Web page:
My whirlwind tour through Dubai has come to an end. The Masdar City images posted from my first visit were viewed by 30,000 people around the world, I saw sharks carelessly dumped in the back of a truck, and spent quality time with a member of Ajman’s royal family – the Green Sheikh. At times, walking through Dubai, I felt like a disconnected ant, but every negative was cancelled out by something more positive. These next images tell the most hopeful story of them all.
Trinidad Hernandez from the Al Ittihad school for boys in Abu Dhabi invited me to speak with local Emirati students who are currently learning about environmental issues.
Naturally I pounced at the opportunity since throughout my three weeks here my biggest hope was to get on the “inside.”
This, to me, seems like the best way to understand the issues within their unique cultural context.
Twelfth grade students were not required to attend school on Wednesday since they had just graduated, but several 10th grade classes met me in the physics lab, where I gave three consecutive presentations. My goal was not to rehash some of the doomsday stories that the kids hear all the time but to send these kids home with new ways of thinking.
Mostly, I wanted to them to think at all about where stuff comes from. And I was pleasantly surprised. Most of the students understood that the majority of plastics being used are petroleum-based, and agreed that throwing away such precious resources makes no sense.
We talked about how 12,000,000,000 plastic bags are used in the UAE alone, and how one bottle of plastic requires 1/4 its volume in oil. The students showed surprise when we discussed how half of the Falaj Mualla camels in the UAE choke to death on plastic waste.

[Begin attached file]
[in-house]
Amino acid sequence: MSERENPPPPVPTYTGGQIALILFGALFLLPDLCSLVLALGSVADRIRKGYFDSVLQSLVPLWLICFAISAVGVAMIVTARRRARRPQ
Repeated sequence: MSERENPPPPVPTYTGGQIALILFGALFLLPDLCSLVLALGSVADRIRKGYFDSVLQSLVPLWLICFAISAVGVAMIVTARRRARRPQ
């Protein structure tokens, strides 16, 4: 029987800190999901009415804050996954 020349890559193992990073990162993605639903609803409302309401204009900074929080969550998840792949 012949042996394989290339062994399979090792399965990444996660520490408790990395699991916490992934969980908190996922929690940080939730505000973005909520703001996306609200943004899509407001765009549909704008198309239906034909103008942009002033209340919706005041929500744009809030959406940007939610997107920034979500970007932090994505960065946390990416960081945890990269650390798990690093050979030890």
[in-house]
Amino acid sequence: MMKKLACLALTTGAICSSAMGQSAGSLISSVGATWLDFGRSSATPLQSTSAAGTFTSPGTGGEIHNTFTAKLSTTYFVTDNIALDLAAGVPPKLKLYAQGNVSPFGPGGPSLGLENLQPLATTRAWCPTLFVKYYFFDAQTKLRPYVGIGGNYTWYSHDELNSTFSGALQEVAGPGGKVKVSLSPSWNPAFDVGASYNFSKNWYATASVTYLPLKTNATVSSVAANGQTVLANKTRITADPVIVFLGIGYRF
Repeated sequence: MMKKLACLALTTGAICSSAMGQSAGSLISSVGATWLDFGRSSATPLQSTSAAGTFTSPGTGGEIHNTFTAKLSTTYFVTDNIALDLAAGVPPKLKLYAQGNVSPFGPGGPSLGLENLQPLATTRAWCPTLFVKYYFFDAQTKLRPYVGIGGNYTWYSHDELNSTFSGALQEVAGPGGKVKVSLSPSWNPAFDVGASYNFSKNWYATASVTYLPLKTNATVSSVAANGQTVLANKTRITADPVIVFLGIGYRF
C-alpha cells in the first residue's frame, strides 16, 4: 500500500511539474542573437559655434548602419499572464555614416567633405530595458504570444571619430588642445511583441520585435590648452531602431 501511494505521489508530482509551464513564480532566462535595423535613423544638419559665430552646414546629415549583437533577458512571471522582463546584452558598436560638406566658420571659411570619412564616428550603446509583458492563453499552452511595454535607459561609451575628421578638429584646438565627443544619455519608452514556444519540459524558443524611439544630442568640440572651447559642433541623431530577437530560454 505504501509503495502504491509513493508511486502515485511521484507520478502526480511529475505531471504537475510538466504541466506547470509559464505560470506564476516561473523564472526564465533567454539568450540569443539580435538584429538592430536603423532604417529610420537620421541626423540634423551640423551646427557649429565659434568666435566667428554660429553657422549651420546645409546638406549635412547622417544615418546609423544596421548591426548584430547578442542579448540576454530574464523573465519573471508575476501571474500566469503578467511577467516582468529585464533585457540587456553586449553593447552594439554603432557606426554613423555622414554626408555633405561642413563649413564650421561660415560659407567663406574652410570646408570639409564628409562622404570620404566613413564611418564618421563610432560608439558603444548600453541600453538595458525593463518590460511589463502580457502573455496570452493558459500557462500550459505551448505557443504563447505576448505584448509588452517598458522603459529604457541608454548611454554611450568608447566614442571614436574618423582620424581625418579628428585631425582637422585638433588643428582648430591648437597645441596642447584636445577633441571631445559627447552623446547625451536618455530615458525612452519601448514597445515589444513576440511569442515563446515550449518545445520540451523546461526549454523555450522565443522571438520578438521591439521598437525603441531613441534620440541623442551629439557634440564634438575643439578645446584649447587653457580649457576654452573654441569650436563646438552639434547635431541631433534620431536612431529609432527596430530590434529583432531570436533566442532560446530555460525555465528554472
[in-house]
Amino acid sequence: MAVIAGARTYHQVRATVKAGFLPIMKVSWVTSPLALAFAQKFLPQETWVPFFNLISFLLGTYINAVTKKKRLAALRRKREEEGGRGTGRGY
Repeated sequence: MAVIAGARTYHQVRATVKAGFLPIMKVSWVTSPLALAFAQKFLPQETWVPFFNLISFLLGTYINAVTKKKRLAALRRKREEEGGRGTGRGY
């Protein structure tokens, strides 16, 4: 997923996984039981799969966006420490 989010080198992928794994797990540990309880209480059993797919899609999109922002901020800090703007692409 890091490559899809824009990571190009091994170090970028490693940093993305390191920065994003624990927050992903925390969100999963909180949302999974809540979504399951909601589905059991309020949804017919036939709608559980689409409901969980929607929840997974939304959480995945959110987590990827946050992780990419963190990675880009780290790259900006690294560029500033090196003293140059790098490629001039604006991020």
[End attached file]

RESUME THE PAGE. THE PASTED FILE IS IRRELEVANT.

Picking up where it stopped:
Oil and camels are relevant subjects in this country, since both play an important role in the UAE’s daily and historic fabric.
We also emphasized how important it is “to think about where stuff comes from, and where it goes when we are done with it.” The kids were able to see examples of out-of-the-box thinking such as living walls, oat shoes that can be buried, and products made from recycled materials.
But the kids needed to know how to put this new perspective to constructive use. What can they do to improve the situation?
While some of the students were slow to respond, a few offered up recycling as a potential solution. And I agreed. Another boy asked,”how do I make a change if my father doesn’t want to?”
I admitted that he probably understood the answer better than I, but suggested perhaps that just “doing” can make a difference. That may have been unhelpful, so next time, I hope I will have a better answer.
Most inspiring? I was there. That a western woman (and writer, no less) was given such incredible access to young minds demonstrated not only trust, but an acknowledgement of just how serious environmental issues are being taken.
More on Dubai, Abu Dhabi, and environmental issues:
photos courtesy of Trinidad Hernandez